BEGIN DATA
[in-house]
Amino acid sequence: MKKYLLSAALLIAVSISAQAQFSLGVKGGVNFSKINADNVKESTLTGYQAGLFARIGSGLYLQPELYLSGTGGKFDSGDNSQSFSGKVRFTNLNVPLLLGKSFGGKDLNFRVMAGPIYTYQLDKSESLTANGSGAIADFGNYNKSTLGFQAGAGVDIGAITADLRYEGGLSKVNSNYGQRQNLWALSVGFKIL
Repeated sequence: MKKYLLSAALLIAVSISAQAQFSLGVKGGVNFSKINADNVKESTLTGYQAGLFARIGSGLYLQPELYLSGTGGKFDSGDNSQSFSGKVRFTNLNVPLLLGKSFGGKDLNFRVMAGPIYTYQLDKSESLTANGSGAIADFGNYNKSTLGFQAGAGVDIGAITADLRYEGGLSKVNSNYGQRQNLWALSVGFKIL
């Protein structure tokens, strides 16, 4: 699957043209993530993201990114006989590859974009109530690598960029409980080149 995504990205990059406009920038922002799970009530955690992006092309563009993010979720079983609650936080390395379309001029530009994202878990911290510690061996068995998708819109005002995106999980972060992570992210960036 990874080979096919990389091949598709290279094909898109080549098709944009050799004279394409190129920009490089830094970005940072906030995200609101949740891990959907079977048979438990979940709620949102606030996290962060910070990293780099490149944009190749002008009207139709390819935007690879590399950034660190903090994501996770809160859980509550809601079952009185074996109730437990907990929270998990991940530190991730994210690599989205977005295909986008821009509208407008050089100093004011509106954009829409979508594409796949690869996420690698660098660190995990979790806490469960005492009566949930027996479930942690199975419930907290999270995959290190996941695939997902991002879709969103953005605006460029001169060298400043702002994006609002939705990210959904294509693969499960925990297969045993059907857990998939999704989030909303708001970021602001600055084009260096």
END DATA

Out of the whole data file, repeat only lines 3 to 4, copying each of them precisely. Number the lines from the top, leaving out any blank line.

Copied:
Repeated sequence: MKKYLLSAALLIAVSISAQAQFSLGVKGGVNFSKINADNVKESTLTGYQAGLFARIGSGLYLQPELYLSGTGGKFDSGDNSQSFSGKVRFTNLNVPLLLGKSFGGKDLNFRVMAGPIYTYQLDKSESLTANGSGAIADFGNYNKSTLGFQAGAGVDIGAITADLRYEGGLSKVNSNYGQRQNLWALSVGFKIL
């Protein structure tokens, strides 16, 4: 699957043209993530993201990114006989590859974009109530690598960029409980080149 995504990205990059406009920038922002799970009530955690992006092309563009993010979720079983609650936080390395379309001029530009994202878990911290510690061996068995998708819109005002995106999980972060992570992210960036 990874080979096919990389091949598709290279094909898109080549098709944009050799004279394409190129920009490089830094970005940072906030995200609101949740891990959907079977048979438990979940709620949102606030996290962060910070990293780099490149944009190749002008009207139709390819935007690879590399950034660190903090994501996770809160859980509550809601079952009185074996109730437990907990929270998990991940530190991730994210690599989205977005295909986008821009509208407008050089100093004011509106954009829409979508594409796949690869996420690698660098660190995990979790806490469960005492009566949930027996479930942690199975419930907290999270995959290190996941695939997902991002879709969103953005605006460029001169060298400043702002994006609002939705990210959904294509693969499960925990297969045993059907857990998939999704989030909303708001970021602001600055084009260096």